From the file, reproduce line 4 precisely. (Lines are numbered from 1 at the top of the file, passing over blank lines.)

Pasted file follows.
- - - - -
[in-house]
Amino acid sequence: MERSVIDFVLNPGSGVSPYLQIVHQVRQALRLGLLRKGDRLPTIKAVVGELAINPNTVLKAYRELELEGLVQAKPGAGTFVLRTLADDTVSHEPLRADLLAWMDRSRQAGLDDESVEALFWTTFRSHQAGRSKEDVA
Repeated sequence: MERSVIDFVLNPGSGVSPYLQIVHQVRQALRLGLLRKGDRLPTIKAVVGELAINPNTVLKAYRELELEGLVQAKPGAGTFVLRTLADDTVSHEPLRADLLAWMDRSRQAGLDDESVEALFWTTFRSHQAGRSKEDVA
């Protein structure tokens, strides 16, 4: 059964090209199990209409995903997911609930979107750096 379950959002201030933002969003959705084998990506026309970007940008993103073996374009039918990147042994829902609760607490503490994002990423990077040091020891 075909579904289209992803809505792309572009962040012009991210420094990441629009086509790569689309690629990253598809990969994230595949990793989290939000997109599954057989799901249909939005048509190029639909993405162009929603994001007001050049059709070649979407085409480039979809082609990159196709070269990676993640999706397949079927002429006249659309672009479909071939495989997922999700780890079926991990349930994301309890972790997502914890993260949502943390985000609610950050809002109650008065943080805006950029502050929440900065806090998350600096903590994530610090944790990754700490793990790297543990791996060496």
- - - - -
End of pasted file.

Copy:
């Protein structure tokens, strides 16, 4: 059964090209199990209409995903997911609930979107750096 379950959002201030933002969003959705084998990506026309970007940008993103073996374009039918990147042994829902609760607490503490994002990423990077040091020891 075909579904289209992803809505792309572009962040012009991210420094990441629009086509790569689309690629990253598809990969994230595949990793989290939000997109599954057989799901249909939005048509190029639909993405162009929603994001007001050049059709070649979407085409480039979809082609990159196709070269990676993640999706397949079927002429006249659309672009479909071939495989997922999700780890079926991990349930994301309890972790997502914890993260949502943390985000609610950050809002109650008065943080805006950029502050929440900065806090998350600096903590994530610090944790990754700490793990790297543990791996060496």